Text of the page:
Woh woh woh woh, easy there killer!
You just woke up PNG’s sleeping giant by stepping into my territory. Never have I seen something on this site that I have taken more umbrage with than your article Dave. Nothing personal, but I can’t let this article go without ripping it into tiny pieces.
Music game sales are hitting a saturation point? Really? On what basis do you conclude this? Oh right, good ole’ Michael Pachter’s sales figures. Before you cry for Activision and/or EA, consider this. These numbers only include retail sales. So this is to say nothing of the off the charts success of the downloadable content available for both Rock Band and Guitar Hero. And, before you scoff, consider that it has been confirmed that this has added BILLIONS of dollars to the coffers of EA and MTV. Also consider that this money is not shared with any retailer and goes straight into their pockets.
However, if we just want to talk retail than yes, I’m sure there is some creedence to Pachter’s numbers. Consider though that last year was the perfect storm for music games, one that can never hope to be repeated ever again. This is through no fault of the publishers, its just basic economics. Are you going to make more money when consumers are spending close to $200 for your product, or $60? These numbers aren’t indicating total quantity sold, just revenue. Therefore, you cannot point to these figures as a decrease in popularity or even demand, just a decrease in average cost.
Also consider that we’re talking about hundreds of millions, if not billions of dollars generated last year with these titles combined. So, if sales are down we are still talking about these companies making hundreds of millions of dollars. Keep in mind also that these games are being made with pre-existing technology. So, while sales might be down, costs are certainly down as well, keeping a steady flow of profit coming their way. You’ll notice that profit was nowhere to be found in Pachter’s report.
However, is there some nugget of truth that too much choice is driving down demand? Well… no.
Consider this. Each iteration of this year’s “Hero” games are each aimed at new, more diverse demographics. The DS Guitar Heroes are aimed at kids, DJ Hero is there for the hip hop crowd, Band Hero for pop fans, Van Halen for Van Halen fans, and finally Guitar Hero 5 for the traditional Guitar Hero shredders. How is expanding your consumer base going to cost you sales? One thing I never heard these past few months was “What? Guitar Hero Metallica? I don’t like Metallica. I’m never buying a Guitar Hero game ever again!”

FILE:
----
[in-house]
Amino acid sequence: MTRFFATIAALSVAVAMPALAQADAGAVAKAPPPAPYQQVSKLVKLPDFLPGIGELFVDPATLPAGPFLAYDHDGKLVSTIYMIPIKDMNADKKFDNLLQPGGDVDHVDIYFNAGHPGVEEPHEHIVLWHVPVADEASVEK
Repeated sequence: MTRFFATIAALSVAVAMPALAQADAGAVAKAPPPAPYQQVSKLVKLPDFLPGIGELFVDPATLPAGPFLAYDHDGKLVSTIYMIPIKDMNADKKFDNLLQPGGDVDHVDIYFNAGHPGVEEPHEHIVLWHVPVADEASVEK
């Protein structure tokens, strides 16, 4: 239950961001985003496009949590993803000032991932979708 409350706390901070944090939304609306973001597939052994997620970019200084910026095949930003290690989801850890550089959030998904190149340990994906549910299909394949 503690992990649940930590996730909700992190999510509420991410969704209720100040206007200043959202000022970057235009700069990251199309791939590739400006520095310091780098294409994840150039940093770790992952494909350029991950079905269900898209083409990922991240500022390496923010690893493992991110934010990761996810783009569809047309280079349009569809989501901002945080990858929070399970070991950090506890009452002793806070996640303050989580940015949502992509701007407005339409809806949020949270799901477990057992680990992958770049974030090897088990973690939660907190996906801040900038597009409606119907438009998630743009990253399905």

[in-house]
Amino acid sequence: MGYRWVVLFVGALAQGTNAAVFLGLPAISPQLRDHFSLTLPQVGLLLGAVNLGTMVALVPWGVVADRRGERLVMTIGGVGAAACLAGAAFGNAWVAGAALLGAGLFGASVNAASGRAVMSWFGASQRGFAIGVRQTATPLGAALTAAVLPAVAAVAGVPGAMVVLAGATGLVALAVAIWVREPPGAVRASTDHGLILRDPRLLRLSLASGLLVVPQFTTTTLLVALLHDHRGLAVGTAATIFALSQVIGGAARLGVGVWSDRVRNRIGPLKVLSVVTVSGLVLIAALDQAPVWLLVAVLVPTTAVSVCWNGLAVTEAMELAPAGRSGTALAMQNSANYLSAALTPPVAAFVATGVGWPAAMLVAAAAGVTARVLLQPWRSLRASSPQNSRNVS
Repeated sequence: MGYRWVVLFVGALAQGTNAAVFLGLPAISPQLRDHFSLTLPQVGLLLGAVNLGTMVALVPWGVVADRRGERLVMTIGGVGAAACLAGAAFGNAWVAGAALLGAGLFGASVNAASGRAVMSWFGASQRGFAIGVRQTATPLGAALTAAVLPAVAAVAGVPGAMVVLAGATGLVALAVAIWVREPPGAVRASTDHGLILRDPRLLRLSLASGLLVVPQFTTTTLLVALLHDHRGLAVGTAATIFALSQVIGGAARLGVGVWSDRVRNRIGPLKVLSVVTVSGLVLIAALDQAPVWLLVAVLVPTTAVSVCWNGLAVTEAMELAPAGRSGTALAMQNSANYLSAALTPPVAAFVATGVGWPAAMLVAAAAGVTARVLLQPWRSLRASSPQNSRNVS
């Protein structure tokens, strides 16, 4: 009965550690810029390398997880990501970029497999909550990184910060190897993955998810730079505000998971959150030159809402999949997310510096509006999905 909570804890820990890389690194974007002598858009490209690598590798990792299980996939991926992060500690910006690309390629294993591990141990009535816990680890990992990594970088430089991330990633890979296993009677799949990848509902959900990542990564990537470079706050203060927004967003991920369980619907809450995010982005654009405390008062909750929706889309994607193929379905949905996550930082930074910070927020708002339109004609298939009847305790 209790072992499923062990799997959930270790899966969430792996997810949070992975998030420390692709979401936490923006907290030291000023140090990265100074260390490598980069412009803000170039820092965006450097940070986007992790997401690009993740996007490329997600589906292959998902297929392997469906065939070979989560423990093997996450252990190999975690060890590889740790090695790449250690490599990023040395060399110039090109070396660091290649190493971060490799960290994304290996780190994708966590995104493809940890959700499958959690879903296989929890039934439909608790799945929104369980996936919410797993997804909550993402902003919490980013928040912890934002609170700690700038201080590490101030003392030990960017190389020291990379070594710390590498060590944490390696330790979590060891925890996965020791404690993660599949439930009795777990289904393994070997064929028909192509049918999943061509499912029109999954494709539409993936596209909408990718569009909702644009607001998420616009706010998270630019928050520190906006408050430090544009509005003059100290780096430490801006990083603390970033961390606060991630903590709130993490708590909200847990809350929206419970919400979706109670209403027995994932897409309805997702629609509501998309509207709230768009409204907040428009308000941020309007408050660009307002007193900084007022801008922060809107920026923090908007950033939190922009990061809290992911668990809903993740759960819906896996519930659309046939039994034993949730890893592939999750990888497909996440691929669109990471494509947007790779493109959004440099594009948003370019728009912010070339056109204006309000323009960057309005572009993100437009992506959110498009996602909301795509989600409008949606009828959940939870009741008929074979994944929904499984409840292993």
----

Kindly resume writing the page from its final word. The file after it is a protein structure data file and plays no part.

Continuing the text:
In the case of Rock Band, your argument is even more puzzling. How can releasing Rock Band Unplugged on a system that has never had Rock Band before be a bad thing? Again, you’re expanding your consumer base. As far as the Beatles are concerned, you might argue as to whether the game will be fun (and I for the record have no doubt that it will be) but one thing you cannot ever argue is the tremendous selling power they have. It is beyond the faintest shadow of a doubt that this game will be a commercial success. As to the other skus you listed as “saturating the market,” the Rock Band Track Packs, well that’s just silly. These are downloadable songs put onto a disc for those that may not have had access to them the first time around. Again, expanding your base instead of limiting it. That would be like saying that Fallout has gotten stale because of all the expansions that Bethesda has created for it. In fact, as we all know, it is actually the direct opposite.
So now that we’ve wrapped up the point that these two entities are in no way troubled financially, let’s become more solutions oriented to your greater concern that these games are losing their fun factor. Your theory of limiting content is not a solution at all. If you don’t want to play portably or play hip hop or pop… don’t. How is that in any way going to detract from you liking Guitar Hero 5?
The solution is this. Add new features. If the formula has gotten stale, change it, don’t limit it. You hear that Harmonix and Neversoft? Release as many damn games as you want, as long as you’re adding something to them that will make us want to play them. New songs aren’t enough. I’m talking about good ole’ fashion innovation like Harmonix did with the original Guitar Hero and then again with Rock Band. Whether that be new instruments, real instruments or hooking up to an MP3 player and having the game map your favorite song into a playable one, make these things happen.
This house needs a new foundation, not a new coat of paint.